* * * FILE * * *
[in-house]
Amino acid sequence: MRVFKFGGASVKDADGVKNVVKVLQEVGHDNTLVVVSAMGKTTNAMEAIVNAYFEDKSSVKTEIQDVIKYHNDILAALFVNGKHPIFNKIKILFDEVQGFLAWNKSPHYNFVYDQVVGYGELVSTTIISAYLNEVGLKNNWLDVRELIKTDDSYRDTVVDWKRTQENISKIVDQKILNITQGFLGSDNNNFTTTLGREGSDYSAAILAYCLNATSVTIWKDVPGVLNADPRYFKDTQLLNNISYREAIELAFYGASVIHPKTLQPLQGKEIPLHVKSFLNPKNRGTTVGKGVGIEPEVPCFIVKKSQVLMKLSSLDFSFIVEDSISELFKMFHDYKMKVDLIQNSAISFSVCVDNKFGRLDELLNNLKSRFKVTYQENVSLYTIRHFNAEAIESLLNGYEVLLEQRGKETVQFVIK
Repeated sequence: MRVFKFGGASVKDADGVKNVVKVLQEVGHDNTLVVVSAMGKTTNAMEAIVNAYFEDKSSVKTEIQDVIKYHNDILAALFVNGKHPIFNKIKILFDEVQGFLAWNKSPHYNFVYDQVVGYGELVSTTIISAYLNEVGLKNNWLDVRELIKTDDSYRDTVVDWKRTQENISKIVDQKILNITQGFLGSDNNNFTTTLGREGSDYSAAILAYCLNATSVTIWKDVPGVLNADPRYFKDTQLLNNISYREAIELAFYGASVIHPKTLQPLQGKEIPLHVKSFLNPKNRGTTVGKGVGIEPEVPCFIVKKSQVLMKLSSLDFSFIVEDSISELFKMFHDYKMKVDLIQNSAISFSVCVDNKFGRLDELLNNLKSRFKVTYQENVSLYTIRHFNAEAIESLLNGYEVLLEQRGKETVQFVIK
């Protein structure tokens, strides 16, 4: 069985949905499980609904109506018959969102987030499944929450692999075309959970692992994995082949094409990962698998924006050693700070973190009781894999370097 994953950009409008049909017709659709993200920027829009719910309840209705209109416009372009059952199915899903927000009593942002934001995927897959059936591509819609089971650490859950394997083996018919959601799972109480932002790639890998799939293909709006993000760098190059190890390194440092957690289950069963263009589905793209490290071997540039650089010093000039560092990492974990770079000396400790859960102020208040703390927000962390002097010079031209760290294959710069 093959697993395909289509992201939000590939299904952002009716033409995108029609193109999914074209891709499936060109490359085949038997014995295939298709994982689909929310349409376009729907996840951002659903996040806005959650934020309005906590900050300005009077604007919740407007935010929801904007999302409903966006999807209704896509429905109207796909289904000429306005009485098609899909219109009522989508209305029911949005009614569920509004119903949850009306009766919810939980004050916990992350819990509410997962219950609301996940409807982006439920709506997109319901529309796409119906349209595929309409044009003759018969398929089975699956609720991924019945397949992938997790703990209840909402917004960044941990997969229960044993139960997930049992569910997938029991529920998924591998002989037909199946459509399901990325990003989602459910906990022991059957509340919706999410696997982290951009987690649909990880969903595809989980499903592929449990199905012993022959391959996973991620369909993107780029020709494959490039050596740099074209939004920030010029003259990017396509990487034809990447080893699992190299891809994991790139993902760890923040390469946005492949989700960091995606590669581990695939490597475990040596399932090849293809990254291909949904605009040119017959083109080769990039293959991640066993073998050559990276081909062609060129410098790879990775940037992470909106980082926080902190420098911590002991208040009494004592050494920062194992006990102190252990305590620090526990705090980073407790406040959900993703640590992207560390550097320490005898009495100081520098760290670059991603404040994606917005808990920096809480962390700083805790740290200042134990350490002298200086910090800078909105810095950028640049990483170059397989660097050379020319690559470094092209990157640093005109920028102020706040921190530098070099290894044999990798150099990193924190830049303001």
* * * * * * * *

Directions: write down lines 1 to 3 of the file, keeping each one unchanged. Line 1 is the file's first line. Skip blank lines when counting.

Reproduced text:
[in-house]
Amino acid sequence: MRVFKFGGASVKDADGVKNVVKVLQEVGHDNTLVVVSAMGKTTNAMEAIVNAYFEDKSSVKTEIQDVIKYHNDILAALFVNGKHPIFNKIKILFDEVQGFLAWNKSPHYNFVYDQVVGYGELVSTTIISAYLNEVGLKNNWLDVRELIKTDDSYRDTVVDWKRTQENISKIVDQKILNITQGFLGSDNNNFTTTLGREGSDYSAAILAYCLNATSVTIWKDVPGVLNADPRYFKDTQLLNNISYREAIELAFYGASVIHPKTLQPLQGKEIPLHVKSFLNPKNRGTTVGKGVGIEPEVPCFIVKKSQVLMKLSSLDFSFIVEDSISELFKMFHDYKMKVDLIQNSAISFSVCVDNKFGRLDELLNNLKSRFKVTYQENVSLYTIRHFNAEAIESLLNGYEVLLEQRGKETVQFVIK
Repeated sequence: MRVFKFGGASVKDADGVKNVVKVLQEVGHDNTLVVVSAMGKTTNAMEAIVNAYFEDKSSVKTEIQDVIKYHNDILAALFVNGKHPIFNKIKILFDEVQGFLAWNKSPHYNFVYDQVVGYGELVSTTIISAYLNEVGLKNNWLDVRELIKTDDSYRDTVVDWKRTQENISKIVDQKILNITQGFLGSDNNNFTTTLGREGSDYSAAILAYCLNATSVTIWKDVPGVLNADPRYFKDTQLLNNISYREAIELAFYGASVIHPKTLQPLQGKEIPLHVKSFLNPKNRGTTVGKGVGIEPEVPCFIVKKSQVLMKLSSLDFSFIVEDSISELFKMFHDYKMKVDLIQNSAISFSVCVDNKFGRLDELLNNLKSRFKVTYQENVSLYTIRHFNAEAIESLLNGYEVLLEQRGKETVQFVIK